For the past several weeks, I have been deeply grieved by the unjust deaths of George Floyd, Breonna Taylor and Ahmaud Arbery and by the continued abuses of biracial people, indigenous people and people of color in America. In the 21st century, men, women and children should not have to live in fear for their lives because of the color of their skin. But they do. Daily.
Racism is alive and well in our nation. Tragically, racism has been alive and well in America since the birth of our nation.
As a follower of Jesus, I believe that all people are made in the image of God – which is, by the way, not necessarily a literal image. This means that all are created by God and thus are inherently valuable, regardless of the color of their skin. The church should be the most diverse community of people in the world. It should look like the Apostle John’s vision in Revelation 7:
“After this I looked, and behold, a great multitude that no one could number, from every nation, from all tribes and peoples and languages, standing before the throne and before the Lamb, clothed in white robes, with palm branches in their hands, and crying out with a loud voice, ‘Salvation belongs to our God who sits on the throne, and to the Lamb!’” (ESV)
Our church in Sacramento, California, is an example of this heavenly community. We are 40% black, 40% white and 20% hispanic-Latino. Our greeters welcome members in Spanish, English and what we amusingly refer to “Spanglish.” Whenever I get on stage to preach on Sundays, I am delighted that the first thing I notice is multi-racial and -ethnic families sitting next to each other, worshipping together.
Sadly, the church has not always been united on its stand against racism and discrimination. But we cannot continue to stand on the sidelines arguing with each other while injustice lifts its ugly head. Only a multi-ethnic, multi-generational firewall will prevent the virus of racism from infecting future American generations.
Speaking up against injustice is in fact what God calls his people to do in Micah 6:8, “What does the Lord require of you but to do justice, and to love kindness, and to walk humbly with your God?”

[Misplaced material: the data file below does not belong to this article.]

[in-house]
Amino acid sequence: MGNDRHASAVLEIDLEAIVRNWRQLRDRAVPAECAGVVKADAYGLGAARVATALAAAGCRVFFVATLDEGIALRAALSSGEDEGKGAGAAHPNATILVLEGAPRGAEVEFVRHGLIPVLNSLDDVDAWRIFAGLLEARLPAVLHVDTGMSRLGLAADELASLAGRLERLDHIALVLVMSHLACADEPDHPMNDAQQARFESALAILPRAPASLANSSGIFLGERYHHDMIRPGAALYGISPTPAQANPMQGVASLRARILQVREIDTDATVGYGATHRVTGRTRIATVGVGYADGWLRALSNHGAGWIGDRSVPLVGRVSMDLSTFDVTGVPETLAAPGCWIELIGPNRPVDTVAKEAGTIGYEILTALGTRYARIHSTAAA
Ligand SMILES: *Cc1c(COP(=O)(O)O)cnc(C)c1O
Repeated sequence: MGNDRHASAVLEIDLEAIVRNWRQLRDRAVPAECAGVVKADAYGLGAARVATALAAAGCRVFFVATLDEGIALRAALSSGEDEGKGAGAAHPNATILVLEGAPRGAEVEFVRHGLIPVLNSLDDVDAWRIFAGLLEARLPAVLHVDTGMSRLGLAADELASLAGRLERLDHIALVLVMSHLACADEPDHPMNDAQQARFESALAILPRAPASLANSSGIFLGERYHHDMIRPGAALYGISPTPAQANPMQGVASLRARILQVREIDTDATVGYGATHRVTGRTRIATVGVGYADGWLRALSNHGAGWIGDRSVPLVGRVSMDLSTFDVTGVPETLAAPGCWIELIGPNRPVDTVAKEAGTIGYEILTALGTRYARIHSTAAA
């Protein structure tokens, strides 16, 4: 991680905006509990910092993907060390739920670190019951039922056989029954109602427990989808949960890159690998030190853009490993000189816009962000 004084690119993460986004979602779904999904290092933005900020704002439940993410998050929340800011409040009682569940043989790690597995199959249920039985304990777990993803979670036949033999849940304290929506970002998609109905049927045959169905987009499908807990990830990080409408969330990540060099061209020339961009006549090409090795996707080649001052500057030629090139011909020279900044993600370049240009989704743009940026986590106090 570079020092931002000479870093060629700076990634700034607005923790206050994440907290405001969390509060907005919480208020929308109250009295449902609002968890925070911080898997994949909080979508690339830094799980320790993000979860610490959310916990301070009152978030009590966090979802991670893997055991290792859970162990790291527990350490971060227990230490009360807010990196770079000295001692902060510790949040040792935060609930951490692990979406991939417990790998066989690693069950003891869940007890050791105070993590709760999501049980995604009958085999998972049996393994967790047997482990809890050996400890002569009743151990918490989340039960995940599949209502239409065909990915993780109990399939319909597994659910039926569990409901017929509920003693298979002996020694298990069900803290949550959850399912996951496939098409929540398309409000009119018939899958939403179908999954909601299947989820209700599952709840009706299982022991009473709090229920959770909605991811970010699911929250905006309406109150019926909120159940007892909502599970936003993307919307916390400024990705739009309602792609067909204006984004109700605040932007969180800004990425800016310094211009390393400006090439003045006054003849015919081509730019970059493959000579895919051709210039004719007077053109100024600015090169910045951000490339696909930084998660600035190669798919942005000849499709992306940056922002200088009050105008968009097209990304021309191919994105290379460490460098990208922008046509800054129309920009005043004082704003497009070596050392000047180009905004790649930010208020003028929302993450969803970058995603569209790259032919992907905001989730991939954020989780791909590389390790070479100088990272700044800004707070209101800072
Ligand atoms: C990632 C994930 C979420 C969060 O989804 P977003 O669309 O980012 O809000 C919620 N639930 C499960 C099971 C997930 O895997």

More than two and a half millennia later, the prophet Micah’s message is as timely to America today as it was to Israel in the 8th century B.C. Here’s three ways it can help us move forward during this crisis:
I call my fellow believers and all people of faith to rise up and speak out against the heinous injustices that continue to be propagated in our land. We have to preach against racism. We have to teach against racism. We have to protest peacefully. We have to use our social media presence to advocate for justice.
If we are a nation that truly desires “liberty and justice for all,” then we also have to call for our government leaders and members of the police force to be held accountable for their actions. The federal government and the Department of Justice should establish a national commission to address the broken trust between the African American community and law enforcement. What happened to George Floyd and what has happened to so many others must never happen again.
Our country is never going to overcome the sin of systemic racism until we decide to confront it head on. It is not enough to claim that we are “not racist” or that we “don’t hate” certain groups of people. We must be actively anti-racist.
Practically, this looks like living in solidarity with people who do not look like us. We have to establish and maintain relationships with those who come from different backgrounds than we do. We need to get out of our comfort zones and listen to and learn from our brothers and sisters who have been oppressed. We have to serve one another in love, not only with our time but also with our treasure. Whatever natural or spiritual gifts we possess must be used for the good of our fellow human beings.
Walk humbly with God.
Lately, I have been meditating on God’s words to the prophet Ezekiel: “And I will give you a new heart, and I will put a new spirit in you. I will take out your stony, stubborn heart and give you a tender, responsive heart” (Ezekiel 36:26 NLT).
In modern terms, we could say that God is telling his people that they need heart transplants. Their old hearts need to be replaced with new ones.
This is God’s word to us today. Our spiritual hearts are just as vital as our physical hearts. When we have a problem with our spiritual heart, it affects all parts of our lives. When our hearts are full of hatred, arrogance or indifference, we live in hateful, arrogant and indifferent ways.
The truth is that our laws can prosecute crime and deliver the justice we desperately need, but they cannot legislate the human heart. We must ask God for new hearts and submit to his careful, precise hand as he removes hatred, arrogance and prejudice from our hearts.
I don’t write this as someone who has all the answers. I write this as someone whose heart is broken by human suffering and who desires to play a part in fulfilling Jesus’ prayer for God’s kingdom to come and his will to be done “on earth as it is in heaven” (Matthew 6:10). If we commit ourselves to doing justice, loving kindness and humbly seeking God, then perhaps our nation’s wounds will begin to heal.
Rev. Samuel Rodriguez is president of the National Hispanic Christian Leadership Conference and the pastor of New Season in Sacramento, California. He is a civil rights advocate, best known for his work with immigration reform and racial reconciliation.